Tim Underwood

I met with four of my personal academic tutees this week.  They are the life-blood of medicine and the people who will be looking after me in the not-too-distant future. These medical students, the doctors of tomorrow, are hard-working, considered and genuine people finding their way through the complex world of health-care during a pandemic. Despite the upheaval of recent months, I found them engaged, excited and enthusiastic about their futures.

But there was a purpose to our meetings. These weren’t meetings for the fun of it, they had a Personal Development Plan to complete and it had to be loaded up to the Medical School by the end of today. So, we turned to the paperwork. To my surprise, all of them had identified areas where they needed to improve. Why surprised? This is the meat and drink in the standard appraisal process, identify weaknesses (perceived or real) and work on them. No, I wasn’t surprised by this part of the forms, what surprised me was the way that they have all been polluted by our traditional view of only focusing on the weaknesses and not celebrating and learning from our strengths and successes.

I asked them what they were good at and what they had achieved in the past year. There was loads of great stuff, which will now make it onto the forms. This is really important if we want to change the way we do things for the better. Reviewing performance begins with strengths and doesn’t move on until we have developed a clear picture of what those strengths are and what behaviours underpins them. It’s your performance, so assert your ownership and responsibility.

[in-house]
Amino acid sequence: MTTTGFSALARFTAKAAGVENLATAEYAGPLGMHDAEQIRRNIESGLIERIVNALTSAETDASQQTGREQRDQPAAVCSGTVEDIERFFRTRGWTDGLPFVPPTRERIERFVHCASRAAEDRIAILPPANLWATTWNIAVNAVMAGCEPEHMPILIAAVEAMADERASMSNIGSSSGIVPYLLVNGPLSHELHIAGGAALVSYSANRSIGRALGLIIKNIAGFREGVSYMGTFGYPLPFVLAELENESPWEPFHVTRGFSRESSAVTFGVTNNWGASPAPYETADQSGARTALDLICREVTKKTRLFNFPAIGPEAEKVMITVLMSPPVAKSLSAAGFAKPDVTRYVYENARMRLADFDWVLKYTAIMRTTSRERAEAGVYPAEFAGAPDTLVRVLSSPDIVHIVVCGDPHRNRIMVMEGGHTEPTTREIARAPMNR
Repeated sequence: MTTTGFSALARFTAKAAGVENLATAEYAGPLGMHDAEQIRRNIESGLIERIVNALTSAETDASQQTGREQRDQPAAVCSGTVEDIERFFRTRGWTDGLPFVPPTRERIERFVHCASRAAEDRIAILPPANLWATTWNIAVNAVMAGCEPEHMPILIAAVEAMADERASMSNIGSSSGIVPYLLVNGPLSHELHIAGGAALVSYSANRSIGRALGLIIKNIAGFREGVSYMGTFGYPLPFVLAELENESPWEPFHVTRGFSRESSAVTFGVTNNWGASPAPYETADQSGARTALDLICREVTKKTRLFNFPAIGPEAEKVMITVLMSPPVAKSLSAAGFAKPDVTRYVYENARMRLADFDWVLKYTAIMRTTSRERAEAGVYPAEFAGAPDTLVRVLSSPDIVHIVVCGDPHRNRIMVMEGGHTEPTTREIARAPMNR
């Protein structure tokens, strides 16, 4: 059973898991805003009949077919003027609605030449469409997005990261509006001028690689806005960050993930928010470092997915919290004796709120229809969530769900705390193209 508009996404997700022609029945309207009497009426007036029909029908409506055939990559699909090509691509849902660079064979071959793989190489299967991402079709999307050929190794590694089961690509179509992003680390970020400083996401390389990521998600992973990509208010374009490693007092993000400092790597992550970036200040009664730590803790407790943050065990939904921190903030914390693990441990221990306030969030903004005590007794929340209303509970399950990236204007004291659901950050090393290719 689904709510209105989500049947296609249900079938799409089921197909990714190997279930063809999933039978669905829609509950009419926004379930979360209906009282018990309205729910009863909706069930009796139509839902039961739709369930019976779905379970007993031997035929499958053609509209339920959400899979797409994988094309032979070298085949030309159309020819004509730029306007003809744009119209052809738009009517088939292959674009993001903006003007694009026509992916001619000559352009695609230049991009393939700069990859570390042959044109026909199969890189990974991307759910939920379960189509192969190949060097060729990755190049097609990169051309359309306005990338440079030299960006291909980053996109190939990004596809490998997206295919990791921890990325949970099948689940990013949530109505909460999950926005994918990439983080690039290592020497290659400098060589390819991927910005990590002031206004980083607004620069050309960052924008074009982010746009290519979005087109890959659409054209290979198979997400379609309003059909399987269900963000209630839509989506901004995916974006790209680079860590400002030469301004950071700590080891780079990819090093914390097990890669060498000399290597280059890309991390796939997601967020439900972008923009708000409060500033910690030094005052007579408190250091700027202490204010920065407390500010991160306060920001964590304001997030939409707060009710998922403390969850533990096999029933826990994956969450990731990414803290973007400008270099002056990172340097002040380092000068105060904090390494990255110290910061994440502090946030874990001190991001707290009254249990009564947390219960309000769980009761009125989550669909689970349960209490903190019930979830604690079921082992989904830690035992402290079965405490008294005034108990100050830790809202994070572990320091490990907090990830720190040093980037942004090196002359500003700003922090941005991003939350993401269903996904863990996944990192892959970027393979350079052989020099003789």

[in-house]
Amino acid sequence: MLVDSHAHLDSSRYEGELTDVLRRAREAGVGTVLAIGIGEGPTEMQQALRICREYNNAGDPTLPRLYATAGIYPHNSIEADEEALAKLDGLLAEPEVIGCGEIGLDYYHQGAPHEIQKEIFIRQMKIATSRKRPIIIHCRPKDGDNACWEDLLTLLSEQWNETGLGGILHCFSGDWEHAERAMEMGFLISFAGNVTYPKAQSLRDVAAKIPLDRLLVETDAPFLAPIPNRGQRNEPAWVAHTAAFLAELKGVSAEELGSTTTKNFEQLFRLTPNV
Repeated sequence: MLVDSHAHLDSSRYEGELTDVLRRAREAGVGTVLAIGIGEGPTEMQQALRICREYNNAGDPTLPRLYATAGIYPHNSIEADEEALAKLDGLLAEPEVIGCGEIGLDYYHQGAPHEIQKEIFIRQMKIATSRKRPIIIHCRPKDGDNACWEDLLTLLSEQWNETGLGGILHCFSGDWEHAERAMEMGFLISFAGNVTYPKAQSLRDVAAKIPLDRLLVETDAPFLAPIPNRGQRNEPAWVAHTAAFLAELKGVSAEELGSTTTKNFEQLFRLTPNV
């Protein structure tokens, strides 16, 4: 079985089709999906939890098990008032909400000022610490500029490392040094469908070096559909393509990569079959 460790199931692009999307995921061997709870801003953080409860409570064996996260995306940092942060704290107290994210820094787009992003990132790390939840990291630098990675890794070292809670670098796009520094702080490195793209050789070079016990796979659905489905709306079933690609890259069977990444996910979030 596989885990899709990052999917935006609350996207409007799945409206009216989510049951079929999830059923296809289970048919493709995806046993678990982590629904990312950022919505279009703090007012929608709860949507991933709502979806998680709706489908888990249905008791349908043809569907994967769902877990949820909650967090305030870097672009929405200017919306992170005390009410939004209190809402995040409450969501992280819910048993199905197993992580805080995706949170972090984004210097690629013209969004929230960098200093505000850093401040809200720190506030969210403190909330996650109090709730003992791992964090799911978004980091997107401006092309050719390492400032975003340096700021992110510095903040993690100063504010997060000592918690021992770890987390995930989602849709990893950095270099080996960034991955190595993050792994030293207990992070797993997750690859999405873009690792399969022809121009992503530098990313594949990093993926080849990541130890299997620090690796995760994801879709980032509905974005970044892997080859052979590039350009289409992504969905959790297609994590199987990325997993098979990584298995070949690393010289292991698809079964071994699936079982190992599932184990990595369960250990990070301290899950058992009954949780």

Perhaps the most important step is to create a picture of success – what’s my picture of success for this review? Without a clear picture of success, how can we understand if we have made progress? And resist the temptation to only focus on outputs, success is created by attitude, choices about where to spend time, energy levels, confidence and the work environment.

Next time you are reviewing performance (your own or others), please spend more time on the successes than the weaknesses. You might find it really helps!

Footnote: I sent a photo of the whiteboard in my office to my lab team this week. It was written on about a year ago with the things that we might do individually and together. We have very nearly completed them all! When times are tough, doing this occasionally really helps boost morale and lets us remember just how good we are.

Learning from our strengths and successes by Professor Tim Underwood

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